Additionally, President Obama continues to make addressing climate change a central issue of his final year in office. His list of accomplishments in recent weeks include expansion of the Papahanaumokuakea Marine National Monument specifically linked to climate risk, dedicating increased support for adaptation and disaster risk reduction in the Pacific Islands, and announcing new fuel efficiency standards for medium- and heavy-duty trucks. Earlier this summer, the President also joined with the leaders of Mexico and Canada at the “Three Amigos” Summit to highlight important commitments on methane emissions reductions from the oil and gas sector. Not to be overlooked, the state of California continues to lead the way with landmark climate legislation and associated emissions reduction targets passed in August.

 Sneak Peek: Fall’s Climate Features

The 2016 Olympic opening ceremonies in Rio fittingly reminded us of our global climate challenge and collective responsibility to act. Unfortunately, climate change doesn’t get that kind of global stage every day. Luckily though, there are still some upcoming blockbusters to take note of.

  • The Paris Agreement: Full Force: With the US and China officially joining the Paris Agreement, we expect many other countries to follow suit. Keep an eye out for action from Brazil, Mexico, and India, among others, and for the the agreement to enter into force late this year or early 2017. If it happens, this would be the most rapid ratification of a UN agreement in history and would trigger the first meeting of the Parties to the Agreement—a venue that will hopefully be an effective forum for rapid action on climate change mitigation and adaptation.
  • Battle of the Super Pollutants: In October, countries will meet in Kigali, Rwanda in hopes of forging another climate pact to slow the production and use of hydrofluorocarbons (HFCs). HFCs are super pollutants that are thousands of times more potent than carbon dioxide for warming the planet and still used the world over in air conditioning and refrigeration systems. In the recent US-China announcement, both countries reaffirmed their commitment to a global phase down and added their clear support for an early freeze date. Replacing HFCs as soon as possible with other viable alternatives could help avoid 0.5oC (~1oF) of global warming, potentially averting catastrophic climate tipping points.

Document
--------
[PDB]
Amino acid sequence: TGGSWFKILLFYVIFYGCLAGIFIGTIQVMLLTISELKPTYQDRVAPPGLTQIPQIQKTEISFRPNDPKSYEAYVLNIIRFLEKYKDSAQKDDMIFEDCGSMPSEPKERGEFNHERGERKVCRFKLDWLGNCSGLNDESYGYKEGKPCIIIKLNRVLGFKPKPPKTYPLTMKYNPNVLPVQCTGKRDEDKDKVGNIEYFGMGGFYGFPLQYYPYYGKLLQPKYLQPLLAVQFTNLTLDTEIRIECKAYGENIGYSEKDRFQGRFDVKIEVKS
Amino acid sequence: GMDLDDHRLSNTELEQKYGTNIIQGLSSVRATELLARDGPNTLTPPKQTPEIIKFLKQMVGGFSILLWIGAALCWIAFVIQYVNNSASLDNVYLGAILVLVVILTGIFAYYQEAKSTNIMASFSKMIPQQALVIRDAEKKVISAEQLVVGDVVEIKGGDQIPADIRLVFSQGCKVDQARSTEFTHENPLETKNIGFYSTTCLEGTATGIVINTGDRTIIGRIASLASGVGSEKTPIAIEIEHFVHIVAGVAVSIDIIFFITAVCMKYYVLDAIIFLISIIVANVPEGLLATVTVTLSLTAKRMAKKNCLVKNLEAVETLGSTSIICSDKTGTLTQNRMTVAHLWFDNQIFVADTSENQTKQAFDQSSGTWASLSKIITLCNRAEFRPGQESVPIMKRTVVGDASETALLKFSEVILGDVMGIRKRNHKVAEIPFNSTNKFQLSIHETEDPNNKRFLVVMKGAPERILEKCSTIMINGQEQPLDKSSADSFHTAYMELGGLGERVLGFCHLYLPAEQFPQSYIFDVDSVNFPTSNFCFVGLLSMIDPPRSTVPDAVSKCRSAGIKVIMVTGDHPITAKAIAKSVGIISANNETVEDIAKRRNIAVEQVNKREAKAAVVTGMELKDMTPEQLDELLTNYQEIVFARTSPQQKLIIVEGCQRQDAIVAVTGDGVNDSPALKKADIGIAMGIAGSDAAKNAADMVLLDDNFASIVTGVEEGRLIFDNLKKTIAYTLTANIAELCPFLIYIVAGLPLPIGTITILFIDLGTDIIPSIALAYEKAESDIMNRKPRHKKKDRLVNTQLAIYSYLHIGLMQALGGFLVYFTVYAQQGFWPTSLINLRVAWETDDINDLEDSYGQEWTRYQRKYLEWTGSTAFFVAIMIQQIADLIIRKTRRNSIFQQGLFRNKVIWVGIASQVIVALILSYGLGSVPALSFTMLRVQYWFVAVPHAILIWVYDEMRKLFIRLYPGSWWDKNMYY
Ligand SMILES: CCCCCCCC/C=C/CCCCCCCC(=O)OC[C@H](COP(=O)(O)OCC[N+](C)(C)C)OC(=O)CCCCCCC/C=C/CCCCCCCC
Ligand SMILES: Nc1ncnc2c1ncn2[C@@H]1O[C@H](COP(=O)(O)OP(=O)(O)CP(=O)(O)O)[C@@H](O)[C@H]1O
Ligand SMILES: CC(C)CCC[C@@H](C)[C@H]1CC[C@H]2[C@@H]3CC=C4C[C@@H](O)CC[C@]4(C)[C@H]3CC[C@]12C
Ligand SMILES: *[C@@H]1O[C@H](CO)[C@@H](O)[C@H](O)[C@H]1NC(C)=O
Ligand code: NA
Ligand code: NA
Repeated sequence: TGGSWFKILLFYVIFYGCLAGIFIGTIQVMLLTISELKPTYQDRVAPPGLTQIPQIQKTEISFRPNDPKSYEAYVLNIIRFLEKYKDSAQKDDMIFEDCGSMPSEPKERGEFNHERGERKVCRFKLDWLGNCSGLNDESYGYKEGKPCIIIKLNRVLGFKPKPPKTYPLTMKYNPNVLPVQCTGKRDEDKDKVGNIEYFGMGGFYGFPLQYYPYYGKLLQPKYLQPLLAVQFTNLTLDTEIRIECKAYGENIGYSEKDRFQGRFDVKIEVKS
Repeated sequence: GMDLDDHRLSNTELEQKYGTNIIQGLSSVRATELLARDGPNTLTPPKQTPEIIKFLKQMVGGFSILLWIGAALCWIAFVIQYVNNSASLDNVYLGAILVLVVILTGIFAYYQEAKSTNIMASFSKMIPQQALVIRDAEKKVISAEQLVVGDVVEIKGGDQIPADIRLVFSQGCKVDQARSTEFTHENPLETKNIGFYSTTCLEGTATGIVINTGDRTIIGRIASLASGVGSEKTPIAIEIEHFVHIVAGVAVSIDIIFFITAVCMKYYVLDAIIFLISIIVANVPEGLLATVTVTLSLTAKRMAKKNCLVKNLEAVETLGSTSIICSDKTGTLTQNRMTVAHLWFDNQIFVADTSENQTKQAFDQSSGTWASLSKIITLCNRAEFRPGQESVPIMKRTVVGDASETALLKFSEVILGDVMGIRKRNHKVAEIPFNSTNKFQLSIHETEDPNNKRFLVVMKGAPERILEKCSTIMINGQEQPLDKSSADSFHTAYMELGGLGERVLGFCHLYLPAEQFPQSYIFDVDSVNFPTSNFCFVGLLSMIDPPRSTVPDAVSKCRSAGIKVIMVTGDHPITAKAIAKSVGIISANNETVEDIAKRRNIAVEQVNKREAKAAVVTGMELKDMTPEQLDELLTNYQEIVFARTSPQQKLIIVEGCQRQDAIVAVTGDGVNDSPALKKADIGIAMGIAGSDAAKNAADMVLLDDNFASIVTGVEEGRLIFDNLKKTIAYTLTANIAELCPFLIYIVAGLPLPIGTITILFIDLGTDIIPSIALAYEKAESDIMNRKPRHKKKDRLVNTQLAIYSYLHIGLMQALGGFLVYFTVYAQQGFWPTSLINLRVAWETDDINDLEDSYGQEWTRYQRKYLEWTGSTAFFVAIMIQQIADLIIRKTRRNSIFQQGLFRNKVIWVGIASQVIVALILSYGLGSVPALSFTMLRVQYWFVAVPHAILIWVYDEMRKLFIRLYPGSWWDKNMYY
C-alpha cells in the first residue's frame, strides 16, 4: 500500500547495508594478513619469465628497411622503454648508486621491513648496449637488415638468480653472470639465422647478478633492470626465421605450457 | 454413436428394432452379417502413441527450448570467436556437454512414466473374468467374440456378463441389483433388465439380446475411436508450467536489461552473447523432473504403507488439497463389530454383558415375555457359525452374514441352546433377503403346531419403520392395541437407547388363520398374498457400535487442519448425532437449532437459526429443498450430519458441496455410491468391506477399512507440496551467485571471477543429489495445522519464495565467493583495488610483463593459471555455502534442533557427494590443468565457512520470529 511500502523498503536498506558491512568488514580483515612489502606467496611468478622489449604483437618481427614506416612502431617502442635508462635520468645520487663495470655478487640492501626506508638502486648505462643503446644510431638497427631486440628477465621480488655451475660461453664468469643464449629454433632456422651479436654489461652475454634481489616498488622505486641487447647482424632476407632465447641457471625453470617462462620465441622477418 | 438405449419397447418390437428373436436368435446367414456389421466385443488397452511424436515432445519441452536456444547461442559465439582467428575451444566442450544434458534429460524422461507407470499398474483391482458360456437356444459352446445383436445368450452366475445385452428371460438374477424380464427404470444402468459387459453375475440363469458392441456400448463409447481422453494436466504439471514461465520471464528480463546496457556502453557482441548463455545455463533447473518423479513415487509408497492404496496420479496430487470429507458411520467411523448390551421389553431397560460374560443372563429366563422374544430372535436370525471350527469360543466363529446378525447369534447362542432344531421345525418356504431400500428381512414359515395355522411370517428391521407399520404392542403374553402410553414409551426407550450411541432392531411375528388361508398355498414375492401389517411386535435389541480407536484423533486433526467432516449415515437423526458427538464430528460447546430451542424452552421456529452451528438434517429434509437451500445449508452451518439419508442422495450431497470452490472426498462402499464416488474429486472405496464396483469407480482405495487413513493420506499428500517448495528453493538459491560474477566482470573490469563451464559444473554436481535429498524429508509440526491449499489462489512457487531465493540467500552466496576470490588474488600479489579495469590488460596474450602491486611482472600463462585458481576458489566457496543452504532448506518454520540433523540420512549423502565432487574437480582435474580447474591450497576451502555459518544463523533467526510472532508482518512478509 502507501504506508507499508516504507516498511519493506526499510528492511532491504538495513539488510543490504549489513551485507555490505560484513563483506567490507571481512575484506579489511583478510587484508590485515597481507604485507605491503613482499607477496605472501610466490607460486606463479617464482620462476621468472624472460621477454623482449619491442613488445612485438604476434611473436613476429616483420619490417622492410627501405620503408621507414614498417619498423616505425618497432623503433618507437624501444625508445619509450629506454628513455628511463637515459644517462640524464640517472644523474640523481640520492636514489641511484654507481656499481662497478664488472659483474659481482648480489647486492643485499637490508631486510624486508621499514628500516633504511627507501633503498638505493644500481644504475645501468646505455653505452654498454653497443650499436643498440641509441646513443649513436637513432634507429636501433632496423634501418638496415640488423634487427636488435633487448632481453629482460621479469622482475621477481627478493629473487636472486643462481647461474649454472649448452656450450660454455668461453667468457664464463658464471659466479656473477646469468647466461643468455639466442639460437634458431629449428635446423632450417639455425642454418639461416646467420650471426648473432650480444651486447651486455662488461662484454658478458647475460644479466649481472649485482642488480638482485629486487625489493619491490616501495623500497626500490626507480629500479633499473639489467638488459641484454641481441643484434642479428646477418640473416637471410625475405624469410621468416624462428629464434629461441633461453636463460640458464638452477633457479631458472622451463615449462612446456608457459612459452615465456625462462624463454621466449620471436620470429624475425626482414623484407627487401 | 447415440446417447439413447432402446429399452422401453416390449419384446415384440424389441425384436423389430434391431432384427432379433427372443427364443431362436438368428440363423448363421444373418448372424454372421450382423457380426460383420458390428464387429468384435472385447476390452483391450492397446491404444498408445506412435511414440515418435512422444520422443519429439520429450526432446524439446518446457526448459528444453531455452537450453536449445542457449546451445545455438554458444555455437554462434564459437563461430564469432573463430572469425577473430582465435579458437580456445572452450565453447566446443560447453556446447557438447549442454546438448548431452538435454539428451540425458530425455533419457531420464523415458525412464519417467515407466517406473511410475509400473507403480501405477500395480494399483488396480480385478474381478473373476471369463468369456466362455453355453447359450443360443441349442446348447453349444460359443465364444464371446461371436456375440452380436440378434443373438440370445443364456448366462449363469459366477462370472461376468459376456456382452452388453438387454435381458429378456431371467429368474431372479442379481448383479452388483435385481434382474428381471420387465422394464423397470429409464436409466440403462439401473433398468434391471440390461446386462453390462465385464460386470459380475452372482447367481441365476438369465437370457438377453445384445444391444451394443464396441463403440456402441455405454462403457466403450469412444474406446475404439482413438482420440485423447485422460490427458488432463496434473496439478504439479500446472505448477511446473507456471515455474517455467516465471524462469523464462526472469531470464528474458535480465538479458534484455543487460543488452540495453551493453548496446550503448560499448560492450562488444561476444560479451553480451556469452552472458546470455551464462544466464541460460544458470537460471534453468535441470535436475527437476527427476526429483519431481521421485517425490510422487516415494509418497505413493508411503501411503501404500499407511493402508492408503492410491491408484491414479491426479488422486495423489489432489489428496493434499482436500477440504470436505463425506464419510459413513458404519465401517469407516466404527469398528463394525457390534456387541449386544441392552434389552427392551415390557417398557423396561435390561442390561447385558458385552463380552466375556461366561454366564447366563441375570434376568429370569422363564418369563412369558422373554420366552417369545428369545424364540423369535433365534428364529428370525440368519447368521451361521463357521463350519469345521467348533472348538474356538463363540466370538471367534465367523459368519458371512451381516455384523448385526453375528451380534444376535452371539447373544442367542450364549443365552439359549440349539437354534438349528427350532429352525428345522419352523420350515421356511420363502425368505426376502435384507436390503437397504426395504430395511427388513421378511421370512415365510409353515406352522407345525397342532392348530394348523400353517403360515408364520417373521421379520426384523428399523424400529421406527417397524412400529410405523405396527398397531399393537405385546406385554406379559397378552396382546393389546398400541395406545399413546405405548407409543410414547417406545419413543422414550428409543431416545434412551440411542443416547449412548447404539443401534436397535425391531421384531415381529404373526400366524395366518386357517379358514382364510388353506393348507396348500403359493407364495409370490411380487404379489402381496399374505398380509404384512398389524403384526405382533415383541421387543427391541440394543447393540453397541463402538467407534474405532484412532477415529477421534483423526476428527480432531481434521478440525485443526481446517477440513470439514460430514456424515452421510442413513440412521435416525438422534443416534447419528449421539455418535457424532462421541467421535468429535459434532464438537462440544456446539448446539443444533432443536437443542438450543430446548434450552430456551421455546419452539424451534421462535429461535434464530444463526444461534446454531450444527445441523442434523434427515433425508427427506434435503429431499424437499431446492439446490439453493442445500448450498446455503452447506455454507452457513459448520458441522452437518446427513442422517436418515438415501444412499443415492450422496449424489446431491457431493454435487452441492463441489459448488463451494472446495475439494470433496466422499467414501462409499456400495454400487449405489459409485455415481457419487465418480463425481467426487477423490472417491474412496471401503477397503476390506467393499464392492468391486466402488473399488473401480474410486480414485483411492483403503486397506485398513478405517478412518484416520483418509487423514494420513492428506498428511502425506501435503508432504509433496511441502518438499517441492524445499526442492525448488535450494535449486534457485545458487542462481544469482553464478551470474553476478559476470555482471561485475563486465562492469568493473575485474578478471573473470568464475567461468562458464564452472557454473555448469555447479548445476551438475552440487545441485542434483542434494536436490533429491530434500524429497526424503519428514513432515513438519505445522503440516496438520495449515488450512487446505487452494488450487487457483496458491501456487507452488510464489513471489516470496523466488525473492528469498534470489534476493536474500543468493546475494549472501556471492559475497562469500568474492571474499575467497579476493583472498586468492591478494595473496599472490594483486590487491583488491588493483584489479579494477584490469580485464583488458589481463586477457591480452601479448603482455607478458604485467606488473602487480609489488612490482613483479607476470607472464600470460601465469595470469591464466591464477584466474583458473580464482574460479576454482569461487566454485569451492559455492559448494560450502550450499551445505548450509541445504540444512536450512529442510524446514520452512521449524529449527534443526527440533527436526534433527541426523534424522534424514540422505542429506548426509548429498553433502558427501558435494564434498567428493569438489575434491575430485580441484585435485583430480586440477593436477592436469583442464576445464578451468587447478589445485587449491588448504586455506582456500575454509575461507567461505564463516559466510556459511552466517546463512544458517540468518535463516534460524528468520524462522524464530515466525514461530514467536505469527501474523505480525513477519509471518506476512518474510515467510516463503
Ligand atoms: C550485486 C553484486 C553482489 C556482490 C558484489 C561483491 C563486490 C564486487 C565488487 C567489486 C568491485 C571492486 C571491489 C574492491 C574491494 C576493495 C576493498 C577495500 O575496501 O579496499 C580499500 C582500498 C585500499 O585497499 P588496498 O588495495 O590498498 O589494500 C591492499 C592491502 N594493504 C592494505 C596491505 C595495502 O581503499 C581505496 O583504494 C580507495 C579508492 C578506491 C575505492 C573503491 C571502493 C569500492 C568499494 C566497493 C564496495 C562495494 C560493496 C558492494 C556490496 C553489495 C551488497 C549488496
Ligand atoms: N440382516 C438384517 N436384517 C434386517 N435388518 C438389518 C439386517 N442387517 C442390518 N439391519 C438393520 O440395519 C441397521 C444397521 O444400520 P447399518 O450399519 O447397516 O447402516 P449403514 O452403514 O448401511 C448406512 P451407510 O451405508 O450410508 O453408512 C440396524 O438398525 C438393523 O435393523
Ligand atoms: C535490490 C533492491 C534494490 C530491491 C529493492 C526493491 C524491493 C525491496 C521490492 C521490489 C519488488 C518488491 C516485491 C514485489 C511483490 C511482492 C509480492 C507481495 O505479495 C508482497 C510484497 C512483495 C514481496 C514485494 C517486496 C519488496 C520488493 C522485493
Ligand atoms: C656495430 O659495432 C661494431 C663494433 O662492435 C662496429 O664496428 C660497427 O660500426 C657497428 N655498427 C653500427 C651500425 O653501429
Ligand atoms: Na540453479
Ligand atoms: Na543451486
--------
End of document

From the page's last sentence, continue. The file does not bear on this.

• An UN-Wavering Leader: Later this year, the United Nations will elect a new Secretary General. Despite the UN’s broad purview, it is clear that to achieve its goals, including the Sustainable Development Goals, the institution will require a leader fully invested in advocating for and implementing an aggressive climate agenda.
  • Climate Rights: A Journey to Morocco: While this year’s UN climate summit (COP22) in Morocco is unlikely to draw the political and media attention of last year’s event, it is important in its own right. With themes including adaptation, agriculture, and climate change’s unique and profound effects on Africa, COP22 will be an opportunity to highlight challenges faced by some of the world’s most vulnerable people. There will be a sustained push in Morocco for inclusive, equitable solutions that address climate change, as well as poverty, hunger, and injustice.
  • Electing an American President: Finally, come November 8th, most in the US, if not the world, will be waiting on the presidential election results. How the US presidential candidates continue to talk about climate change in the coming months and their platform’s climate agenda for their administration will likely have global repercussions for years to come.